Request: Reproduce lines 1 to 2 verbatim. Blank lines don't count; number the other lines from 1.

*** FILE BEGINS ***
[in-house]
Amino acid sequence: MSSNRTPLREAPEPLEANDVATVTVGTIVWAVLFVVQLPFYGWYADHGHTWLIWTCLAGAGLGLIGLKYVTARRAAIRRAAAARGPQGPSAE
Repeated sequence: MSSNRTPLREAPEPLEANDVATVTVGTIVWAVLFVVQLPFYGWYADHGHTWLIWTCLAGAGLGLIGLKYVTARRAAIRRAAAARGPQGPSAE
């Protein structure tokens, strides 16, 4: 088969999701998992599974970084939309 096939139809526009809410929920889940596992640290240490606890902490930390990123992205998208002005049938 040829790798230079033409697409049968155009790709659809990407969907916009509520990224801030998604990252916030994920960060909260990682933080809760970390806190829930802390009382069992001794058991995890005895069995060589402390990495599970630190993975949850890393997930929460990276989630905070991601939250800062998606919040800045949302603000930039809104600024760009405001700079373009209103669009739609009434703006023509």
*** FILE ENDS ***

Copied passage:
[in-house]
Amino acid sequence: MSSNRTPLREAPEPLEANDVATVTVGTIVWAVLFVVQLPFYGWYADHGHTWLIWTCLAGAGLGLIGLKYVTARRAAIRRAAAARGPQGPSAE